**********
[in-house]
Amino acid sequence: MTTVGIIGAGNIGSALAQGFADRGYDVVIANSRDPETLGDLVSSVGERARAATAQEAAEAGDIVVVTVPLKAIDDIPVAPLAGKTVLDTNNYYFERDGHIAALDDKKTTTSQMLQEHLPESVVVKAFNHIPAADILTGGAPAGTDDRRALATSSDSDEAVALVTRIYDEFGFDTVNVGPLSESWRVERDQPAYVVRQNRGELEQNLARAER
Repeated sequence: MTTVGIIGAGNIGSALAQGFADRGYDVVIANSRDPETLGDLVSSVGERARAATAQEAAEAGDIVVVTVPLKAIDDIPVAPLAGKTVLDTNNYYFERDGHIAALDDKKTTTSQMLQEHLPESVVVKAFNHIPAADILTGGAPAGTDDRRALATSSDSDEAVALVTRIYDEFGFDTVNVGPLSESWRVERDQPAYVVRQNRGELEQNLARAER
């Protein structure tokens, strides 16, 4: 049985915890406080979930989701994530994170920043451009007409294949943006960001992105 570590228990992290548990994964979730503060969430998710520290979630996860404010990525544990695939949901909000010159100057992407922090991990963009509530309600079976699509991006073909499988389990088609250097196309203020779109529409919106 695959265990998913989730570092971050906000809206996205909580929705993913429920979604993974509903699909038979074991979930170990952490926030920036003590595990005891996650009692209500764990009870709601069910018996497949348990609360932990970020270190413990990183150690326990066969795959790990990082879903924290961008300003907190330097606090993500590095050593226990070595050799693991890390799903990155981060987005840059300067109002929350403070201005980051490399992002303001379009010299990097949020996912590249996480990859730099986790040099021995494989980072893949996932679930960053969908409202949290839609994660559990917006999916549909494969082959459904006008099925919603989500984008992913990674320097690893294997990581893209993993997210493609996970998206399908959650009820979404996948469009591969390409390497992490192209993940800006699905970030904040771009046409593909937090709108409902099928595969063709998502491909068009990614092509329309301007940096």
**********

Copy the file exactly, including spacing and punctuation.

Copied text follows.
[in-house]
Amino acid sequence: MTTVGIIGAGNIGSALAQGFADRGYDVVIANSRDPETLGDLVSSVGERARAATAQEAAEAGDIVVVTVPLKAIDDIPVAPLAGKTVLDTNNYYFERDGHIAALDDKKTTTSQMLQEHLPESVVVKAFNHIPAADILTGGAPAGTDDRRALATSSDSDEAVALVTRIYDEFGFDTVNVGPLSESWRVERDQPAYVVRQNRGELEQNLARAER
Repeated sequence: MTTVGIIGAGNIGSALAQGFADRGYDVVIANSRDPETLGDLVSSVGERARAATAQEAAEAGDIVVVTVPLKAIDDIPVAPLAGKTVLDTNNYYFERDGHIAALDDKKTTTSQMLQEHLPESVVVKAFNHIPAADILTGGAPAGTDDRRALATSSDSDEAVALVTRIYDEFGFDTVNVGPLSESWRVERDQPAYVVRQNRGELEQNLARAER
């Protein structure tokens, strides 16, 4: 049985915890406080979930989701994530994170920043451009007409294949943006960001992105 570590228990992290548990994964979730503060969430998710520290979630996860404010990525544990695939949901909000010159100057992407922090991990963009509530309600079976699509991006073909499988389990088609250097196309203020779109529409919106 695959265990998913989730570092971050906000809206996205909580929705993913429920979604993974509903699909038979074991979930170990952490926030920036003590595990005891996650009692209500764990009870709601069910018996497949348990609360932990970020270190413990990183150690326990066969795959790990990082879903924290961008300003907190330097606090993500590095050593226990070595050799693991890390799903990155981060987005840059300067109002929350403070201005980051490399992002303001379009010299990097949020996912590249996480990859730099986790040099021995494989980072893949996932679930960053969908409202949290839609994660559990917006999916549909494969082959459904006008099925919603989500984008992913990674320097690893294997990581893209993993997210493609996970998206399908959650009820979404996948469009591969390409390497992490192209993940800006699905970030904040771009046409593909937090709108409902099928595969063709998502491909068009990614092509329309301007940096």